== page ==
Earlier this month, the city government began a third wave of relocating IDPs from Cawa-Cawa to communities on the eastern outskirts of the city and into newly-leased spaces in the elementary and high schools of Mampang and Arena Blanco.
Completion of bunkhouses in Mampang and Arena Blanco were scheduled for mid-April, but will be finished in late May, so the IDPs can vacate the schools in time for the start of classes in June.
In the afternoon of April 13, families boarded vehicles and trucks with all of their belongings packed in plastic containers and wilted bags. They could not bring their main source for livelihood – fishing boats that were left tied along the shoreline and watched over by other IDPs who chose to stay.
After an 8-kilometer drive, past a military checkpoint on the narrow Talon-Talon Road leading away from Cawa-Cawa, IDPs arrived in schools to make another temporary home.
Mampang and Arena Blanco are both coastal towns. In Mampang, the sea is about 3 kilometers away, while the shoreline is also near the schools of Arena Blanco. Badjao fishermen don’t have their boats, however, to make use of the proximity of evacuation centers to the sea.
Many also voiced fear of running into the seaweed owned by non-IDPs in the area if they were to bring their boats. If seaweed are destroyed, the already financially burdened fishermen would have to pay for any damages.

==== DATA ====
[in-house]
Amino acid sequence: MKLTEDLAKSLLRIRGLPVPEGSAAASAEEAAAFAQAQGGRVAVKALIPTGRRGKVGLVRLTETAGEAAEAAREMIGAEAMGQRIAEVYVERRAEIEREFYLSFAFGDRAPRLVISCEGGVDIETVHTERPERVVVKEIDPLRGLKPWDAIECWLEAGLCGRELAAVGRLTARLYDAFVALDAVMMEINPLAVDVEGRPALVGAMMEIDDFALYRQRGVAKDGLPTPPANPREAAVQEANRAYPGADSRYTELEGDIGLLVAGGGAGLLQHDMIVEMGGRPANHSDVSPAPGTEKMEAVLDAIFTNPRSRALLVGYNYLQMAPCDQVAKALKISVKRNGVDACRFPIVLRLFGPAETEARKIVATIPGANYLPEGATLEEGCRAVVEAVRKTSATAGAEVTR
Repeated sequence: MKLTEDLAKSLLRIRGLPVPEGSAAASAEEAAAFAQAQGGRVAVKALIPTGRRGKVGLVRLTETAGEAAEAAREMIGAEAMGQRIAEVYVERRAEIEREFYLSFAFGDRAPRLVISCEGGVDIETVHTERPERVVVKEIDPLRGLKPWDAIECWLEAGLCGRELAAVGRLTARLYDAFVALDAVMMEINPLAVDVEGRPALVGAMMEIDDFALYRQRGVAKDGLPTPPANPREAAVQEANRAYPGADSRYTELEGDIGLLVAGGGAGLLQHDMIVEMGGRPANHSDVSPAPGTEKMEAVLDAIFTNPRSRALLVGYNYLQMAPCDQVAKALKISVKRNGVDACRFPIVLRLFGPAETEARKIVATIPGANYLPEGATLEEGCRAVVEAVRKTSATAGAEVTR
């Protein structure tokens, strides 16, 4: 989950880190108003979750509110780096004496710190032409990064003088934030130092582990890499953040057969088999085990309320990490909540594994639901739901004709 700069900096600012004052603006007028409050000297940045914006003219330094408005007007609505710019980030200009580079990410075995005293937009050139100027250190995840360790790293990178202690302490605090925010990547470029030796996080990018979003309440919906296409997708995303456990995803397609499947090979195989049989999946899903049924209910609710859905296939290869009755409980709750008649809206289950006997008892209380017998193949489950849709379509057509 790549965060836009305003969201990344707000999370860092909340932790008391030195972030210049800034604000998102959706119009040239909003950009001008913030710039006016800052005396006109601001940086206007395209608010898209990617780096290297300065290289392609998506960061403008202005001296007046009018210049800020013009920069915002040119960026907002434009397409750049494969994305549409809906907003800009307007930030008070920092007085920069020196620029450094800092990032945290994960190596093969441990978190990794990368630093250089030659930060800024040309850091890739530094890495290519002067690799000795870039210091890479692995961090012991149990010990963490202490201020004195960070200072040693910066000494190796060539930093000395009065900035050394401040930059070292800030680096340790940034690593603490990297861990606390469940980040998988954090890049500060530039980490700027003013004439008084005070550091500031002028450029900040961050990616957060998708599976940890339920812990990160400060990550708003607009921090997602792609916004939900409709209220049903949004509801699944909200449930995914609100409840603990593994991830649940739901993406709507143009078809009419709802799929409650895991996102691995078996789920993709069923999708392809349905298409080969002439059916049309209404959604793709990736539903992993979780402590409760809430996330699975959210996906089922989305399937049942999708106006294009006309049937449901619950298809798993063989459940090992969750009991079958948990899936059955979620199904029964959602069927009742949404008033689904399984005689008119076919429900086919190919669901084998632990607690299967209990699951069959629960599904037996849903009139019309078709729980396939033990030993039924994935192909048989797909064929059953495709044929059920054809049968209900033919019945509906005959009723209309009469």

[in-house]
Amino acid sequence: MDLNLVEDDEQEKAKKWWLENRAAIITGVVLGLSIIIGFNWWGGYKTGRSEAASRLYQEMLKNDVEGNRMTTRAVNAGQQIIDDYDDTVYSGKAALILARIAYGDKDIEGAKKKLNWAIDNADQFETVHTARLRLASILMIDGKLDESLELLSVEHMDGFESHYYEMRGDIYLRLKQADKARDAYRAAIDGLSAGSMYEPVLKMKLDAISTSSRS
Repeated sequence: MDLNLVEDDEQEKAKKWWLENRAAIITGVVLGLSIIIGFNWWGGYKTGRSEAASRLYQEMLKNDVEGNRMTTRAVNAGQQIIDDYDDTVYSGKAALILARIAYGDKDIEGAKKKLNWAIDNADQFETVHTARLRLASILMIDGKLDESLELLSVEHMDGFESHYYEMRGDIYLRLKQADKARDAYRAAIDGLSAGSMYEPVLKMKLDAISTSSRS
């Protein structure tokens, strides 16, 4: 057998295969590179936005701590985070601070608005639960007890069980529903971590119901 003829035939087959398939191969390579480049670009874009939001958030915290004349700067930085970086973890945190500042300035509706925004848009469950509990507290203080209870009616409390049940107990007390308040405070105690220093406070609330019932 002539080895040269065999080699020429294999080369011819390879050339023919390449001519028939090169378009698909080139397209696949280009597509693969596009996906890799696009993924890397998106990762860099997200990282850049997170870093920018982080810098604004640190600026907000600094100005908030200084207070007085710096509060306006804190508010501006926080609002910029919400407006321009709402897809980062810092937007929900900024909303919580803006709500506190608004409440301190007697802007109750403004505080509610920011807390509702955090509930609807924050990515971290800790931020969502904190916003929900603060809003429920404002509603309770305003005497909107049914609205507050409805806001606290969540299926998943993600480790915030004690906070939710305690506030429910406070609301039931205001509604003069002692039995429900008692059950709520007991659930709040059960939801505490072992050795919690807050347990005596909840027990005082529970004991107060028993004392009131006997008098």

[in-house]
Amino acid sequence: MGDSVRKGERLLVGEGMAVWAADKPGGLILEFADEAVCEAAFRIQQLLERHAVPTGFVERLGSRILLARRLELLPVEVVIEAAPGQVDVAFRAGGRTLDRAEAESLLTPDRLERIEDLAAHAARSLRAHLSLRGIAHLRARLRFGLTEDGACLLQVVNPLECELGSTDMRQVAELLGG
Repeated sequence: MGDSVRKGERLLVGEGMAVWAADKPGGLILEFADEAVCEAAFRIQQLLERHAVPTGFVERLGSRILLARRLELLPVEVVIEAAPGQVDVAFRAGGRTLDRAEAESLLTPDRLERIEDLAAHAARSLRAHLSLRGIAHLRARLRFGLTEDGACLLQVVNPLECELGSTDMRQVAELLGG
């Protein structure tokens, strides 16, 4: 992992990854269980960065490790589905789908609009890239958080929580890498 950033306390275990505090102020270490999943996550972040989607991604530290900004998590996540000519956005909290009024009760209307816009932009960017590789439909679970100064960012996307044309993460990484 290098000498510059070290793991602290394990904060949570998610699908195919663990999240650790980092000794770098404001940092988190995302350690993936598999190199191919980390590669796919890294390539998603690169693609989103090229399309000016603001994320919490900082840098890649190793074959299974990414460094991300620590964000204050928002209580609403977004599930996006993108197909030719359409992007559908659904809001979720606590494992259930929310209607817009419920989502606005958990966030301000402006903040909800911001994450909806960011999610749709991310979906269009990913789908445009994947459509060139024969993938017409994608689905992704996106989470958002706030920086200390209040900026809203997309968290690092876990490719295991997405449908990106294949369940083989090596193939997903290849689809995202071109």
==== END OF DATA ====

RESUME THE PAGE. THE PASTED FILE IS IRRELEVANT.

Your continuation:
Right to return
When order is restored in the areas they had to flee, the IDPs should have the right to return, according to the United Nations Guiding Principles on Internal Displacement.
“The question now is why are they are not being allowed back?” Conde said.
International aid organizations have urged the city government to decongest overcrowded facilities and to secure available land for permanent housing, so major evacuation centers can be closed down.
In an upcoming report seen by Rappler on the humanitarian response, finding durable solutions in a timely manner is one of the highest concerns. The right to return needs to be addressed, according to the report.
“Our concern is that the minority population isn’t included in the reconstruction and rehabilitation plans,” Peter Deck, the UN refugee agency head of operations in Mindanao, told Rappler.
“You can’t declare a place a ‘no-build zone’ and at the same time your reconstruction plan has reconstruction taking place in that ‘no-build zone.’ Reconstruction doesn’t include traditional dwellings for the Badjao. It’s something completely different,” Deck added.